Healthcare in Indonesia
+ PRO: Decent healthcare
Most minor medical emergencies can be handled from within Indonesia. For any serious emergencies, however, Singapore, which has world-class medical facilities, is just a two-hour flight away. Good private dentists are available and dental costs are usually cheaper than what one would expect to pay in the West.
- CON: Poor sanitation
Stomach bugs are a part of life in Indonesia and are easily contracted by expats. Dengue fever is another serious problem, especially in the rainy season, and internal parasites are not uncommon. Only bottled water should be consumed, and if possible expats should try not to eat the street food, however tempting it may look or smell. Fresh juices are sold widely from carts on the roadside in Indonesia; they are often diluted with water of dubious origin and can cause serious illness.
Transport in Indonesia
+ PRO: Affordable taxis
Taxis are abundant and ridiculously cheap when compared to the West, and if tipped well the driver will wait for passengers while they do their shopping. It is uncommon for expats to drive in Jakarta and most people employ a driver. A good driver is well worth the cost as they have knowledge of all the side streets to make travelling around more bearable. Having a driver in the West would be considered a luxury; here in Indonesia, it is a part of life for most people with a stable income.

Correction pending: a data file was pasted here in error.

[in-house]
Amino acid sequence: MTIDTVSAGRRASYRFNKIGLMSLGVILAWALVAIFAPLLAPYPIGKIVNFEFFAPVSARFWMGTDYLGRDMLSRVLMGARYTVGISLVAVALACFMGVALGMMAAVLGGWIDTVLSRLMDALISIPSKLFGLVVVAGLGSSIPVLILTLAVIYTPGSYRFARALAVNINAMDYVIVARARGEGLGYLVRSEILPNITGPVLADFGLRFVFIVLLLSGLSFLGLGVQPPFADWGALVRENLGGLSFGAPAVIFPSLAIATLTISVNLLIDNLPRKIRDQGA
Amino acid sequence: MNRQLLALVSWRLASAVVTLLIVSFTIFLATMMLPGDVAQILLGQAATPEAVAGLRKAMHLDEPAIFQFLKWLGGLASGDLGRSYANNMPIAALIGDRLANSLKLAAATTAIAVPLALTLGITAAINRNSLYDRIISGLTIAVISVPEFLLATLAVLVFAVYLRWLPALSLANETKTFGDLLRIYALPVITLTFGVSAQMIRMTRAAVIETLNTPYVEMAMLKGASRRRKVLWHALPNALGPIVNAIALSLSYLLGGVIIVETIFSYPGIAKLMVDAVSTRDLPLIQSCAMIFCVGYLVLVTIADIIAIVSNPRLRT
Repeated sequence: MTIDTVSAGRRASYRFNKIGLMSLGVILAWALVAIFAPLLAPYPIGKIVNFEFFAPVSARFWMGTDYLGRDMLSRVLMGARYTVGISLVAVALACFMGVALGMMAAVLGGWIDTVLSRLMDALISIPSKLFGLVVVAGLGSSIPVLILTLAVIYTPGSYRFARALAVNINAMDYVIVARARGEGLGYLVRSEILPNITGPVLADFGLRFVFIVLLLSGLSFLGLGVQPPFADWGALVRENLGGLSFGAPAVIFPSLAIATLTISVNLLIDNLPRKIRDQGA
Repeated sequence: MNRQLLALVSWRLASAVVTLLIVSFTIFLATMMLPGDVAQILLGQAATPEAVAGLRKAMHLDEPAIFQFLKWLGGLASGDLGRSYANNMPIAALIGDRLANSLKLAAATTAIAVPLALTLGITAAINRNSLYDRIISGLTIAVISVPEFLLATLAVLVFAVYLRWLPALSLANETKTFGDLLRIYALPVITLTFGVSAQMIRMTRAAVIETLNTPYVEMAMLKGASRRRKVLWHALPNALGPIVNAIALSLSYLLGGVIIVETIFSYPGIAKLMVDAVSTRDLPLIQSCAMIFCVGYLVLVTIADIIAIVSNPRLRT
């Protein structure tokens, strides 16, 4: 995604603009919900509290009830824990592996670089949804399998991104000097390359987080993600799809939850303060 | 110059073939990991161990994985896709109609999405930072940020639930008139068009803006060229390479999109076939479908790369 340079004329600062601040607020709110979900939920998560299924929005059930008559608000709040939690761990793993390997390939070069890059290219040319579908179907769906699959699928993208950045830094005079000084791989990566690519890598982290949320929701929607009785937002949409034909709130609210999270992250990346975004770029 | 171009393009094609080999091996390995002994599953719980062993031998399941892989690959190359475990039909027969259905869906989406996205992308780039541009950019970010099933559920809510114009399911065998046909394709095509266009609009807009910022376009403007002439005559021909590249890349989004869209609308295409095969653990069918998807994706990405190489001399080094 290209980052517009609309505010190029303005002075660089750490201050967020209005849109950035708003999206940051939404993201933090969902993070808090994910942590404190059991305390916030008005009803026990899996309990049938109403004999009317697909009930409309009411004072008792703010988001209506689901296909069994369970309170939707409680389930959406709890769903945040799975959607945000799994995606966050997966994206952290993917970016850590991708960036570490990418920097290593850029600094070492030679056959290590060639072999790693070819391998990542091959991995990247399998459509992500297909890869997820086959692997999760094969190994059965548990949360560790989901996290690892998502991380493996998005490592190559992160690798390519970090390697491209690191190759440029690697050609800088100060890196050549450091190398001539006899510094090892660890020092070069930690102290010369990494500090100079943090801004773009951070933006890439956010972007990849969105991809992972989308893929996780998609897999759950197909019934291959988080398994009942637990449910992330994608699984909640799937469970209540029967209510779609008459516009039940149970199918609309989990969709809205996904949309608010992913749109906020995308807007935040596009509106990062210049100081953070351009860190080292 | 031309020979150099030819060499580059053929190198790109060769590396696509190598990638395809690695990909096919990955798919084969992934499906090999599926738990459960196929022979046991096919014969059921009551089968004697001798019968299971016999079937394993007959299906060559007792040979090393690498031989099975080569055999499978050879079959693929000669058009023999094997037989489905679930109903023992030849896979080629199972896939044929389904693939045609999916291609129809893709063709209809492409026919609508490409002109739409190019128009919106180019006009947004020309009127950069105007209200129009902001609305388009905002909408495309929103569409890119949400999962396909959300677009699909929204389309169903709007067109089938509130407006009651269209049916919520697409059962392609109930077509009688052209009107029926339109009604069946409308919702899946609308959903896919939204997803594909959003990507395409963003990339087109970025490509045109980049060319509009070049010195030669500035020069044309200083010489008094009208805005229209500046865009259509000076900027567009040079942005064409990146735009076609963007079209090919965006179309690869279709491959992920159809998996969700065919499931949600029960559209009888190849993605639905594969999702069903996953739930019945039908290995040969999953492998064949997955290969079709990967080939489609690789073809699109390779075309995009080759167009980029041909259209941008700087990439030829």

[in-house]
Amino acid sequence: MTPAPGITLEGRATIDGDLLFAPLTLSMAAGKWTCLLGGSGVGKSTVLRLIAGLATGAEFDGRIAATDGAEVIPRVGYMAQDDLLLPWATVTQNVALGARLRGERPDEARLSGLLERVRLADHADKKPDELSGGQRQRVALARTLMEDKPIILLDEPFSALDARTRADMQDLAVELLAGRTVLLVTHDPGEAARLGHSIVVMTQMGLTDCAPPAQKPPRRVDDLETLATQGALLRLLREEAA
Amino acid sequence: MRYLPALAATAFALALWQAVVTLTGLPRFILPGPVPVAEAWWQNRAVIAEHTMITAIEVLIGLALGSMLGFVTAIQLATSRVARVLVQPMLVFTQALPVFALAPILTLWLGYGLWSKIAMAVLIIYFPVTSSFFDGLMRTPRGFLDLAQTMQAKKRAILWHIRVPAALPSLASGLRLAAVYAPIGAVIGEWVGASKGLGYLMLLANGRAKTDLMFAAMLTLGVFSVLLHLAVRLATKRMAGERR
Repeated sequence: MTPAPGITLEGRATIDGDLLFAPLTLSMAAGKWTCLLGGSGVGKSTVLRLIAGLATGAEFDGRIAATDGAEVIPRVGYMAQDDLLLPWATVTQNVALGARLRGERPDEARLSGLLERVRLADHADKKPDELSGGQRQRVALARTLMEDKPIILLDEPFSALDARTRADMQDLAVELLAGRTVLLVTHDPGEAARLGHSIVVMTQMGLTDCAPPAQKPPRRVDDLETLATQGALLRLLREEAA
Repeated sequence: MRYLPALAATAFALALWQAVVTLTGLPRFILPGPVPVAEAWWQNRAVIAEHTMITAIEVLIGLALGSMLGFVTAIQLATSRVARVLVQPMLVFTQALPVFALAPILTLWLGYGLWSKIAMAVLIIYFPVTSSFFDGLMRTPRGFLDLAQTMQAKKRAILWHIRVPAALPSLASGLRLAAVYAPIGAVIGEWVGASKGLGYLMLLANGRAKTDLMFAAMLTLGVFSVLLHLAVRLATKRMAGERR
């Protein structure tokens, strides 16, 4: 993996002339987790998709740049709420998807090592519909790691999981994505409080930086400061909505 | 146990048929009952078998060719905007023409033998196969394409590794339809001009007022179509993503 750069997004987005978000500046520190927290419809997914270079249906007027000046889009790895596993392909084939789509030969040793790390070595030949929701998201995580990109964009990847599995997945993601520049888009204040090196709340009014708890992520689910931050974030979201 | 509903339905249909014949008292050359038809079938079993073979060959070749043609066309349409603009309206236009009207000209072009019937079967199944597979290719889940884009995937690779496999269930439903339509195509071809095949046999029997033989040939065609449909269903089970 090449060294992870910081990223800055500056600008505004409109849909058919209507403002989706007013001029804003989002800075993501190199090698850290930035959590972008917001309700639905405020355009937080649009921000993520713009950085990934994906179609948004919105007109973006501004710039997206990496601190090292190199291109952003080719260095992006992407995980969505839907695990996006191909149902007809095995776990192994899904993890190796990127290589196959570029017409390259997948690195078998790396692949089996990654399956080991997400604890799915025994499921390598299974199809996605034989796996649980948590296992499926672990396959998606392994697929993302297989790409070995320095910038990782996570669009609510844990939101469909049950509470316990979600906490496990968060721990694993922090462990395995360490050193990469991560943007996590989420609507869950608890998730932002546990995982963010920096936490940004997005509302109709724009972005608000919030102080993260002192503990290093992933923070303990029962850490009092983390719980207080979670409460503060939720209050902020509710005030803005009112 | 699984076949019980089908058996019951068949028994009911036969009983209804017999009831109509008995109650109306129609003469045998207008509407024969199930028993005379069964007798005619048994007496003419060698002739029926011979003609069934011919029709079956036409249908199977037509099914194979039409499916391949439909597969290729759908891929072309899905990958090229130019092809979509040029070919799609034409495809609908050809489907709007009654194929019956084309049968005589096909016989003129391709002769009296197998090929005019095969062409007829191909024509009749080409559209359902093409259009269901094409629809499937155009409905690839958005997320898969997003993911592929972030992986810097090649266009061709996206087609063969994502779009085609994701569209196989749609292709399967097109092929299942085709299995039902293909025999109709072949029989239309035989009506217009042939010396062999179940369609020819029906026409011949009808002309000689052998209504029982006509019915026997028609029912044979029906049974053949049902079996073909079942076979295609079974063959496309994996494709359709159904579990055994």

- CON: Traffic congestion
One of the greatest disadvantages of living in Jakarta is the traffic. With over 12 million people using the city’s roads daily, congestion is a nightmare and traffic jams are a normal part of life. The pollution generated by the exhaust fumes hangs like an umbrella over the city and the public transport system leaves much to be desired. Motorcycle taxis known as ojeks are good, but not always ideal if it’s pouring with rain or if one has shopping bags to carry.
Cost of living in Indonesia
+ PRO: Cheap food, communications and household help
Eating out is very cheap if alcohol is not included. Shopping for local fresh produce in the markets and warungs is fun and there are great bargains to be found. If buying locally and skipping the supermarkets, one can live well and very cheaply.
Mobile phone tariffs are good value and broadband or cable is easily installed and not expensive. To hire household help of any kind, be it household staff, a gardener, driver or nanny, the cost is considerably cheaper than in the West. Textiles are abundant in Indonesia and considered cheap. By finding the right tailor, made-to-measure clothes become a way of life.
- CON: Expensive imported products
The cost of living does vary depending on what one buys, though. In general, any imported goods are much more expensive than Indonesian products.
Shopping for food in the supermarkets, especially Western-styled ones, can be very expensive. Electricity bills can be disproportionately high, and for people who are used to getting visits to the doctor and certain medicines for free, healthcare will need to be accounted for in the budget.